The Mennonites are a deeply pacifist religious group that originated in Europe during 16th century and are known for their collectivism and cooperative farming practices. Fleeing religious persecution in Europe, many of them immigrated to Canada. At the turn of the 20th century, the Canadian government implemented mandatory secular education, which angered the Mennonites who saw it a threat to their way of life. In 1927, many Mennonites immigrated to Paraguay, because the government agreed to let them practice their religious and cultural rights if they developed the arid, remote Chaco region. However many of the original Mennonites were not able to survive in the region the Paraguayans called the Green Hell.

Went spent most of our time in Loma Plata (located in Menno Colony), which is the oldest and most traditional of the communities. Most people in the town work at the Cooperativa Chortitzer, which producers high grade dairy products that are sold across the country. The Mennonites in the Chaco are generally viewed positively by the Paraguayans. Most seem to admire their perseverance and work ethic, and wonder why the cooperative Mennonite model cannot be implemented across the country. Some believe that they harbor racist sentiments which translates into hiring discrimination. However, nearly everyone we talked to during our time in Paraguay praised them for their hard work and tenacity.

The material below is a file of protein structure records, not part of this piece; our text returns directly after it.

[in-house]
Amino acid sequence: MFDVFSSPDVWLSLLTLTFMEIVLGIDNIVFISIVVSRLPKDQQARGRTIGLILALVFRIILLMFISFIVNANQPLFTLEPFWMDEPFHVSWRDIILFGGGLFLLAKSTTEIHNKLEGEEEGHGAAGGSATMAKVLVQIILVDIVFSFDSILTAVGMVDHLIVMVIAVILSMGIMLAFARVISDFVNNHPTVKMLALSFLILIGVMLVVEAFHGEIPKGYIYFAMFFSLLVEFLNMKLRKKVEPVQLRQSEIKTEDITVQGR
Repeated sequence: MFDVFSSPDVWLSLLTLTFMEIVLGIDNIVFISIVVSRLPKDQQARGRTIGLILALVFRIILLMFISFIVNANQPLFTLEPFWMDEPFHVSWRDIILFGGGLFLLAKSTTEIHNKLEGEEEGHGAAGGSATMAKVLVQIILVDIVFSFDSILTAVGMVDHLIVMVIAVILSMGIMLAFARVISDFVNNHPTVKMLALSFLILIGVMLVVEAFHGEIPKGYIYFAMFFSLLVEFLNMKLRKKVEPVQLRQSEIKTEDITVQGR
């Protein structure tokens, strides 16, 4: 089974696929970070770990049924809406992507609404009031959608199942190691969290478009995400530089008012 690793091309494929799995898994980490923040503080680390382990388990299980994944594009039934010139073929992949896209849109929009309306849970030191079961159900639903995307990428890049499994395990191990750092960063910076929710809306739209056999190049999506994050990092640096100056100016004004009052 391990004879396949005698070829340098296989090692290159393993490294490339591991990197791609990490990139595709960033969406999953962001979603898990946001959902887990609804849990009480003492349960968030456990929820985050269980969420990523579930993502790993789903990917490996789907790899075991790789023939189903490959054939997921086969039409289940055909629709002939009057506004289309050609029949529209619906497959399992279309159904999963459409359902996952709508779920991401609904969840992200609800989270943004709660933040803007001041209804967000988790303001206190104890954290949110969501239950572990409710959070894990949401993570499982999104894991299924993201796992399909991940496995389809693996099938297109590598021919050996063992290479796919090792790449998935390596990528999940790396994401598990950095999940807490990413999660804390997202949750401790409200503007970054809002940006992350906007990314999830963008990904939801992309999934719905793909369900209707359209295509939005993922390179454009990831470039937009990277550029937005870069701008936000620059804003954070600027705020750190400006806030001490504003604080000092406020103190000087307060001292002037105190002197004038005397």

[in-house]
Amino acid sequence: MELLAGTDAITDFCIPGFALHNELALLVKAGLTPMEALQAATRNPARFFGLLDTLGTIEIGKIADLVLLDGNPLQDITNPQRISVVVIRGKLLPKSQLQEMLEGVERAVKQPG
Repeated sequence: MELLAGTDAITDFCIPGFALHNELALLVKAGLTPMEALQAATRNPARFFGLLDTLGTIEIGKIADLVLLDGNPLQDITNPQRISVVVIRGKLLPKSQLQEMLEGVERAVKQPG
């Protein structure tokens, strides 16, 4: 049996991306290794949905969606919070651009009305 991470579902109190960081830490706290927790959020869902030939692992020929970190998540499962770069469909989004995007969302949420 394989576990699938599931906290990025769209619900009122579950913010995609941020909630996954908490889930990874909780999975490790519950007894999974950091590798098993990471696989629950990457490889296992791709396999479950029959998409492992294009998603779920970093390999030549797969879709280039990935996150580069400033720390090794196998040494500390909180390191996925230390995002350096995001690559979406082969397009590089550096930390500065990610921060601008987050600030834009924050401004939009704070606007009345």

As the sun set in the sweltering Chaco, I stuck my thumb out on the side of the highway to hitch a ride into town. Two Paraguayan men in a mini van picked me up, and took me where i needed to go. They both worked as doctors in the Chaco, treating the rural communities. I asked both men about their relationship with the Mennonites. The first man responded, “you have to admire what they have done. They came from nothing and created this (pointing to the Chortitzer Cooperative). My only complaint is that they think of themselves as superior, as better.” The other doctor in the car responded, “well…they simply are better.”